Saaid MF, Mohammad AM, Megat Ali MSA, editors. Smart cane with range notification for blind people. 2016 IEEE International Conference on Automatic Control and Intelligent Systems (I2CACIS); 2016; Selangor, Malaysia.

Hersh MA, Johnson MA. Assistive Technology for Visually Impaired and Blind People. London, U.K.: Springer-Verlag; 2008.

Elmannai WM, Elleithy KM. A highly accurate and reliable data fusion framework for guiding the visually impaired. IEEE Access. 2018;6:33029-54.

Islam MM, Sadi MS, Zamli KZ, Ahmed MM. Developing walking assistants for visually impaired people: A review. IEEE Sens J. 2019; 19(8): 2813-28.

Kulyukin V, Gharpure C, Nicholson J, editors. RoboCart: toward robot assisted navigation of grocery stores by the visually impaired. 2005 IEEE/RSJ International Conference on Intelligent Robots and Systems; 2005.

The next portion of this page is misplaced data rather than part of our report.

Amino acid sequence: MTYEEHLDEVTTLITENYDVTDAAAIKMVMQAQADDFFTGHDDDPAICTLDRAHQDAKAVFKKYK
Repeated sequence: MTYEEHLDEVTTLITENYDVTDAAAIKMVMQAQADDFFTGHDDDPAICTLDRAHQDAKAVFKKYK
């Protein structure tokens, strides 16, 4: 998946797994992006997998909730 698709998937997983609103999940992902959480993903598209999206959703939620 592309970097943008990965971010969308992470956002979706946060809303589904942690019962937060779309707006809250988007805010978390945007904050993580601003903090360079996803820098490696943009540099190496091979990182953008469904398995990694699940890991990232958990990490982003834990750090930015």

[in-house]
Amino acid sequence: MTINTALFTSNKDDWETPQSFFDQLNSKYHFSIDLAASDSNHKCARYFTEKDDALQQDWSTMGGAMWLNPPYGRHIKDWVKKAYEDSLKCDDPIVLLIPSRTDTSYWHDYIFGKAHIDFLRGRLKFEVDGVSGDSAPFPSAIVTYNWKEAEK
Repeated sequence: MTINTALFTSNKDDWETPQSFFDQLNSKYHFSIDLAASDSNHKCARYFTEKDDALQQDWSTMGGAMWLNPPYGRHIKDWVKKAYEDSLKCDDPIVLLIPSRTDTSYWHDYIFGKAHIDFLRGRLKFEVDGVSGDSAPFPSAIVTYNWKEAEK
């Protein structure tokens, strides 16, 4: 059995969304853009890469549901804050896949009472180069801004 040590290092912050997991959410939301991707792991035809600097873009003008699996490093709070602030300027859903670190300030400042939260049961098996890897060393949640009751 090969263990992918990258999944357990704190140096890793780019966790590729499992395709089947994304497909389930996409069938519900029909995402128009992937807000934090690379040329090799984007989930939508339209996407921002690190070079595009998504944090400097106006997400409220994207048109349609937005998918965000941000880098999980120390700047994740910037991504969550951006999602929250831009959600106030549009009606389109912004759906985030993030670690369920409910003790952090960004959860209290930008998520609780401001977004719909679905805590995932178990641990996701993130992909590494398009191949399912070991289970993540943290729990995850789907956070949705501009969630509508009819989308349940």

Yuan D, Manduchi R, editors. Dynamic environment exploration using a Virtual White Cane. IEEE Computer Society Conference on Computer Vision and Pattern Recognition (CVPR ’05); 2005; San Diego, California.

Tahat AA. A wireless ranging system for the blind long-cane utilizing a smart-phone. 2009 10th International Conference on Telecommunications; 2009; p. 111-117.

Punyanon T. Navigating cap for blind people [bachelor's thesis]. Chiang Mai Province, Thailand: Chiang Mai University; 2012.

Kongkumsuk K. The Navigation eye glasses for blind people [bachelor's thesis]. Chiang Mai province, Thailand: Chiang Mai University; 2014.

Office of the Permanent Secretary Ministry of Social Development and Human Security. The Empowerment of Persons with Disabilities Act, B.E.2007. 2007.

Alma MA, Van der Mei SF, Melis-Dankers BJ, Van Tilburg TG, Groothof JW, Suurmeijer TPBM. Participation of the elderly after vision loss. Disabil Rehabil. 2011; 33(1): 63-72.